Everything to know about student loan forgiveness as the Supreme Court focuses on Biden’s debt plan

President Joe Biden promised to forgive some of the student loan debt when he was on the campaign trail. His plan debuted last August.

It has been under fire ever since.

Now, it is facing the Supreme Courtwhere it could be made about whether Biden overstepped his authority.

Why is the administration being sued? Two borrowers said Biden did not give them enough debt relief. Six conservative states said a state-created entity that services student loans faces lost revenue because of Biden’s plan.

Biden’s case has a shot: A majority of justices could say the wrong plaintiffs sued for the wrong reasons.

Borrowers likely won’t learn what will become of their debt for months.

Is Biden’s Student Debt Relief Plan Dead? The Supreme Court could answer four questions

Who is Biden targeting to help with mass debt relief?

Biden suggested eliminate $20,000 in debt for borrowers who also used a Pell Grant to pay tuition. Pell Grants are awarded to students from low-income families. He also wants to erase $10,000 in debt for most other borrowers.

Only borrowers with incomes of less than $125,000, or $250,000 for married couples, would be able to have any debt forgiven.

University funding plan: Find out more about options from savings plans to student loans.

Is it too late to apply for student loan forgiveness?

For now, Yes.

About 26 million people applied for relief before lawsuits stopped the entire program in its tracks. And of those, 16 million were approved to have part or all of their debt written off, depending on their balance.

Even applying for the exemption is not possible after two federal courts blocked the plan on various legal grounds last fall.

About 40 million Americans were estimated to be eligible for the program.

Student debt restructuring blocked: It can hurt Black and Latino families the most

When will the Supreme Court decide the fate of Biden’s student loan debt forgiveness plan?

They can make a statement at any time, and they will probably do so before the end of June.

What is the Biden administration’s Plan B if the Supreme Court permanently blocks it?

“We are not considering or considering any other kind of alternative approach,” said Bharat Ramamurti, deputy director of the National Economic Council. said in January. “We are fully committed to the approach that the education secretary took in this case and we are confident in our legal authority.”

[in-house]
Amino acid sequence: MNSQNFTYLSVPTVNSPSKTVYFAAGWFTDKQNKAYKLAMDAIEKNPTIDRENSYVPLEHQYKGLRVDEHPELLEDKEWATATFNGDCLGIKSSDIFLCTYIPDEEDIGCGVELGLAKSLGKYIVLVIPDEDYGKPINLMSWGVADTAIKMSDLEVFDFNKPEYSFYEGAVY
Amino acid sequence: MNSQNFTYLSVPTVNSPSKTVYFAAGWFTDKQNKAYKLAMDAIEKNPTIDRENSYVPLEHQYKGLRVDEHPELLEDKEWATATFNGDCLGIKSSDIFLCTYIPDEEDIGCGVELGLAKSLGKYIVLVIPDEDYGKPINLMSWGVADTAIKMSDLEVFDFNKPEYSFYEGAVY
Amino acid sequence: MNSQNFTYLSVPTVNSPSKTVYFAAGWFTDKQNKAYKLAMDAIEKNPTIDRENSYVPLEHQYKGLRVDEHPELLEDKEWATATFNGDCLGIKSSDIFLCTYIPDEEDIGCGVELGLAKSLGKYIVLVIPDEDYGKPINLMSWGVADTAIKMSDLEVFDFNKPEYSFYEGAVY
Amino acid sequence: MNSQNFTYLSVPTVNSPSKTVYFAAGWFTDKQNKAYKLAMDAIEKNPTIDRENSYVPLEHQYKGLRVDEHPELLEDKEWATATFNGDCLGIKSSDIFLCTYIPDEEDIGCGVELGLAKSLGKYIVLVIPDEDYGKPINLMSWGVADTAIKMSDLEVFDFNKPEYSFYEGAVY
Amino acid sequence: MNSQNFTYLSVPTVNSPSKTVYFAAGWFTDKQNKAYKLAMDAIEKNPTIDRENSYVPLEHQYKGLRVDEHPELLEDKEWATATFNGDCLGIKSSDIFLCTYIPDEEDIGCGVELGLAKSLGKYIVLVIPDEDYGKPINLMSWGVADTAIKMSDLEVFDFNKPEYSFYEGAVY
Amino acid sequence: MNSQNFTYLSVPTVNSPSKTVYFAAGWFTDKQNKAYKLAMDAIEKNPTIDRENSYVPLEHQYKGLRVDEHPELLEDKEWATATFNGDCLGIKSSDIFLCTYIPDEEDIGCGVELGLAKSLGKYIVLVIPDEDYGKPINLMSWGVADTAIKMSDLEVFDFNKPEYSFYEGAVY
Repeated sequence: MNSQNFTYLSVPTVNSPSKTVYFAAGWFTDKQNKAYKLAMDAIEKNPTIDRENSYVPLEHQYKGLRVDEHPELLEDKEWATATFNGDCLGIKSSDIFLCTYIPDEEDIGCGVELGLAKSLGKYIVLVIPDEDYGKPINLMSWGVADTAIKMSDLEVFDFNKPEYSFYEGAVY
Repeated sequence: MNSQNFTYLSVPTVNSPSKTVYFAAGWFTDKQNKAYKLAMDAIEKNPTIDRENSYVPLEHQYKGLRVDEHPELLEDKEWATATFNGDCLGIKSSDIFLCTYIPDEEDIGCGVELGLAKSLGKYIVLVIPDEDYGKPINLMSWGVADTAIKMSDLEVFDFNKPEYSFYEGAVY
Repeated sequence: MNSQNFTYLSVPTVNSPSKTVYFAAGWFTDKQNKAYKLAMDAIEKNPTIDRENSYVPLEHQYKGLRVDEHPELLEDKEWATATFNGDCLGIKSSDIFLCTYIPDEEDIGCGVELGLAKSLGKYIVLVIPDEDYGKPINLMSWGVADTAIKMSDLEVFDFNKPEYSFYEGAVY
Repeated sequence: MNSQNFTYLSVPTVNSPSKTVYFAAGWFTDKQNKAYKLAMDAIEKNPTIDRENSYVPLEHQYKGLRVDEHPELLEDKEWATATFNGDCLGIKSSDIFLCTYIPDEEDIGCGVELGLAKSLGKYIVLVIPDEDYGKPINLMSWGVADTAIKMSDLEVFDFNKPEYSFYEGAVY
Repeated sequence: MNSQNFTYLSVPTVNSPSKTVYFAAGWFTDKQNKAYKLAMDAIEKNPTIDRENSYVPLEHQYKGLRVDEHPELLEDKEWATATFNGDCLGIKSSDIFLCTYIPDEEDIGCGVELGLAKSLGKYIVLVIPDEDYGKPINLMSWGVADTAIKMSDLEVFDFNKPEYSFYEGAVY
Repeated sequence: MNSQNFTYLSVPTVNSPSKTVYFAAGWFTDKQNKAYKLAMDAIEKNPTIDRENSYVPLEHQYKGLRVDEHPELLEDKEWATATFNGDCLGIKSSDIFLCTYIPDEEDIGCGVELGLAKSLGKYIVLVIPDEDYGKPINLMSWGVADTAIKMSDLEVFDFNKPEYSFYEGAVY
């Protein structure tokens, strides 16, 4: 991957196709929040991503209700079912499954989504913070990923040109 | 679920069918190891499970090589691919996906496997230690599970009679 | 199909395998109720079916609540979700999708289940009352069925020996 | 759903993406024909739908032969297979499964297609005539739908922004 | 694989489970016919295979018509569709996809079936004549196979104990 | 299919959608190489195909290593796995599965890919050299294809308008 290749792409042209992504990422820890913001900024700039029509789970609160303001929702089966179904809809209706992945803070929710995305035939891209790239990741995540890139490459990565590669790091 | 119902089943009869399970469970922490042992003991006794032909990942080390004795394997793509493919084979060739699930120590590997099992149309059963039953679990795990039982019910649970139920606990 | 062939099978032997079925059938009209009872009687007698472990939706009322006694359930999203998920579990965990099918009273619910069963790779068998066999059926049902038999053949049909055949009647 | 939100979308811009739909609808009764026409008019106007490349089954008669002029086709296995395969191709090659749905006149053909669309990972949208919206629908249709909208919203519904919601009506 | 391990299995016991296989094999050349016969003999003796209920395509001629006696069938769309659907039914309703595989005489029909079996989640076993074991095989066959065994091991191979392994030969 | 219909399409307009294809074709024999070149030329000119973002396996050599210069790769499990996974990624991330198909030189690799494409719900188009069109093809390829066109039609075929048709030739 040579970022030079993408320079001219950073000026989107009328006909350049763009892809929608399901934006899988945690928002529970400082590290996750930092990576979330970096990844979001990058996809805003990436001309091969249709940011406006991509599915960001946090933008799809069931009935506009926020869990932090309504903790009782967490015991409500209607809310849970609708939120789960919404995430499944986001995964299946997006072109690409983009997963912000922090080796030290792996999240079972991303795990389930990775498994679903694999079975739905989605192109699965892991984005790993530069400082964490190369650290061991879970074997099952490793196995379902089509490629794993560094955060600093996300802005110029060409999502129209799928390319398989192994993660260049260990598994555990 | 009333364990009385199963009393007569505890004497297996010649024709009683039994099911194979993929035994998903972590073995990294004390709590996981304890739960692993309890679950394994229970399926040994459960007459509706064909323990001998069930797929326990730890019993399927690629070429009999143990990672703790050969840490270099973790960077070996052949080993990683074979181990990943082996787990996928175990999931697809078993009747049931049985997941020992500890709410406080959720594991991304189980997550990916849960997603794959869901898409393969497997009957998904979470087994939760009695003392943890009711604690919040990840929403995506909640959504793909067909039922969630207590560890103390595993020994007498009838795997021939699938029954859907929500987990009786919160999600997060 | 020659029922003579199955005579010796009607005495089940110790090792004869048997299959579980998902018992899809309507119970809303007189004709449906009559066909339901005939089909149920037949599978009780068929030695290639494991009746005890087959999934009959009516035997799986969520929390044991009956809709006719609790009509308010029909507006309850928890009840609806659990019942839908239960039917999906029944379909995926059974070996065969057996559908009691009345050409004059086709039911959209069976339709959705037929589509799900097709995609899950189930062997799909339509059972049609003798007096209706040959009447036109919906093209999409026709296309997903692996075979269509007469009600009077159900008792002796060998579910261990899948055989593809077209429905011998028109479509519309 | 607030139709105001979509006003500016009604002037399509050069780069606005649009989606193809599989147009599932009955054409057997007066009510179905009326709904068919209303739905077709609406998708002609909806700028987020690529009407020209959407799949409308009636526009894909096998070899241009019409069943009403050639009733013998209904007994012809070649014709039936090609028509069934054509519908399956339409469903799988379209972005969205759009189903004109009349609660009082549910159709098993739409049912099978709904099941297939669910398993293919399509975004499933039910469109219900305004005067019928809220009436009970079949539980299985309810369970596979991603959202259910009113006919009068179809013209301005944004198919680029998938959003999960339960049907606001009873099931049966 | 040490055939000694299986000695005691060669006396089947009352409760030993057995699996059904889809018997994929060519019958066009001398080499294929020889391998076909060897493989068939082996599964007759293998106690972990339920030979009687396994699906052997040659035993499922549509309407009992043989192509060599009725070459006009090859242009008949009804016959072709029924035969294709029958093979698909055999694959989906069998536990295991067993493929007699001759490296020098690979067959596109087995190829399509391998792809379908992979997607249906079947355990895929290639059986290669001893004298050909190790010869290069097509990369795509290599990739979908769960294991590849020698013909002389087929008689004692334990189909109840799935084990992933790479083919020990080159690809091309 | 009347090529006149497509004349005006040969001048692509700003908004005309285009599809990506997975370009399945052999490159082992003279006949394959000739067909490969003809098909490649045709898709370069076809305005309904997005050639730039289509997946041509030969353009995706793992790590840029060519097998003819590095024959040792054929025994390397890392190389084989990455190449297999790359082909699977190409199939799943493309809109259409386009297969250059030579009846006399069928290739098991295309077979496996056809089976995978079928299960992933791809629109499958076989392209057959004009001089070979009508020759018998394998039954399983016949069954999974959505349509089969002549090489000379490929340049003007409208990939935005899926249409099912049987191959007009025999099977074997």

Red states, blue states: Where do recipients of Biden’s student loan forgiveness plan live?

Are there other ways to get student loan debt forgiven?


Borrowers who work in public jobs can e.g. search Public service loan forgiveness. Almost anyone, depending on their income, can sign up a plan that reduces payments and clears the remaining balance after a certain number of years of paymentsin what is known as income-driven repayment.

People who attended high schools which misled them about their options after graduation or suddenly closed can also apply to have their debt written off.

Other ways to cut or lower student loan bills: Millions of borrowers have had billions in student loan debt erased. Here’s how you do it.

What about the payment break?

Regardless of what happens in the Supreme Court, payments on federal student loans remain on hold. In addition, the interest rates on these loans are set at zero percent, and debt collection agencies have stopped trying to collect overdue debts.

Payments could remain on hiatus through Augustbut it depends on when the court makes its decision.

Student loan payments are set to restart: Here’s how borrowers should prepare.

What about students who are still in school?

Only loans issued before June 30, 2022 qualify for Biden’s debt forgiveness plan. This means that students who have just started their studies and who borrowed this year are not eligible for the plan, regardless of what happens in court.

If Biden’s plan goes through, will I be taxed?

That depends on the state you live in. The federal government will not tax the relief.

Do you have to pay tax on student loan forgiveness? Yes, if you live in these 7 states

Cast: John Fritze, USA TODAY

Contact Chris Quintana at (202) 308-9021 or [email protected] Follow him on Twitter at @CQuintanadc

Connect with Nirvi Shah at [email protected] or on Twitter: @NirviShah

This article originally appeared on USA TODAY: Supreme Court Student Loan Forgiveness: What you need to know

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